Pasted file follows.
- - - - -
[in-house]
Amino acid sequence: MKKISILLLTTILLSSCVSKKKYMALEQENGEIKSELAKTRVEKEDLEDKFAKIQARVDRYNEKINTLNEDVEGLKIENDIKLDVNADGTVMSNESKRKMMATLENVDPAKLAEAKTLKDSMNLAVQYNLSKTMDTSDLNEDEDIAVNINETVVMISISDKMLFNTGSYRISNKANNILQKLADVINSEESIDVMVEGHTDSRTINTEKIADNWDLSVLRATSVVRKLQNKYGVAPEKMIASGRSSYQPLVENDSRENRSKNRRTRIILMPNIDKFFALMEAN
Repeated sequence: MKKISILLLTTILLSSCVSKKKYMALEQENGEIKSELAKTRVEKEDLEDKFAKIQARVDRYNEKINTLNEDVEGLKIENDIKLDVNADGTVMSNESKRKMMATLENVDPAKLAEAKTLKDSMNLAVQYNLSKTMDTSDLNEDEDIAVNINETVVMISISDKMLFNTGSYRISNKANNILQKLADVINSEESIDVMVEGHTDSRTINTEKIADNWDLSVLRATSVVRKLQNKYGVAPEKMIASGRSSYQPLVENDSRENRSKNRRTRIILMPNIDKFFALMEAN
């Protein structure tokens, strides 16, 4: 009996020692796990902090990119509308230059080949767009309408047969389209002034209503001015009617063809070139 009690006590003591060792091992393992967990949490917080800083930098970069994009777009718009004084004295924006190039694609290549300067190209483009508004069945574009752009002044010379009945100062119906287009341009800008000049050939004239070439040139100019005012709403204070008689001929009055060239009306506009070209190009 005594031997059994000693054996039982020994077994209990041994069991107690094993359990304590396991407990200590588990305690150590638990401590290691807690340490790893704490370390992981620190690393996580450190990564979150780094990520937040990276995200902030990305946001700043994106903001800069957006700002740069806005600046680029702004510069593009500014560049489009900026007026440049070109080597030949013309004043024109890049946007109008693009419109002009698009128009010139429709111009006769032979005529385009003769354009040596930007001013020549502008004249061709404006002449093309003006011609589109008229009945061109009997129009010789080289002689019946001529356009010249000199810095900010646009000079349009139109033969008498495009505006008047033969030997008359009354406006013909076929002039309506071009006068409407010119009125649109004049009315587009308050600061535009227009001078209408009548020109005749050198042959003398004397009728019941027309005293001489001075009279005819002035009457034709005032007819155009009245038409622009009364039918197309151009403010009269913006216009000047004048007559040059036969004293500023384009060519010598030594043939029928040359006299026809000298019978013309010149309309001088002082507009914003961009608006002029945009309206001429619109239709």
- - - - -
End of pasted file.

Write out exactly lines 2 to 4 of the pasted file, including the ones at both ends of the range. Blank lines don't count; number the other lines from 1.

Amino acid sequence: MKKISILLLTTILLSSCVSKKKYMALEQENGEIKSELAKTRVEKEDLEDKFAKIQARVDRYNEKINTLNEDVEGLKIENDIKLDVNADGTVMSNESKRKMMATLENVDPAKLAEAKTLKDSMNLAVQYNLSKTMDTSDLNEDEDIAVNINETVVMISISDKMLFNTGSYRISNKANNILQKLADVINSEESIDVMVEGHTDSRTINTEKIADNWDLSVLRATSVVRKLQNKYGVAPEKMIASGRSSYQPLVENDSRENRSKNRRTRIILMPNIDKFFALMEAN
Repeated sequence: MKKISILLLTTILLSSCVSKKKYMALEQENGEIKSELAKTRVEKEDLEDKFAKIQARVDRYNEKINTLNEDVEGLKIENDIKLDVNADGTVMSNESKRKMMATLENVDPAKLAEAKTLKDSMNLAVQYNLSKTMDTSDLNEDEDIAVNINETVVMISISDKMLFNTGSYRISNKANNILQKLADVINSEESIDVMVEGHTDSRTINTEKIADNWDLSVLRATSVVRKLQNKYGVAPEKMIASGRSSYQPLVENDSRENRSKNRRTRIILMPNIDKFFALMEAN
């Protein structure tokens, strides 16, 4: 009996020692796990902090990119509308230059080949767009309408047969389209002034209503001015009617063809070139 009690006590003591060792091992393992967990949490917080800083930098970069994009777009718009004084004295924006190039694609290549300067190209483009508004069945574009752009002044010379009945100062119906287009341009800008000049050939004239070439040139100019005012709403204070008689001929009055060239009306506009070209190009 005594031997059994000693054996039982020994077994209990041994069991107690094993359990304590396991407990200590588990305690150590638990401590290691807690340490790893704490370390992981620190690393996580450190990564979150780094990520937040990276995200902030990305946001700043994106903001800069957006700002740069806005600046680029702004510069593009500014560049489009900026007026440049070109080597030949013309004043024109890049946007109008693009419109002009698009128009010139429709111009006769032979005529385009003769354009040596930007001013020549502008004249061709404006002449093309003006011609589109008229009945061109009997129009010789080289002689019946001529356009010249000199810095900010646009000079349009139109033969008498495009505006008047033969030997008359009354406006013909076929002039309506071009006068409407010119009125649109004049009315587009308050600061535009227009001078209408009548020109005749050198042959003398004397009728019941027309005293001489001075009279005819002035009457034709005032007819155009009245038409622009009364039918197309151009403010009269913006216009000047004048007559040059036969004293500023384009060519010598030594043939029928040359006299026809000298019978013309010149309309001088002082507009914003961009608006002029945009309206001429619109239709």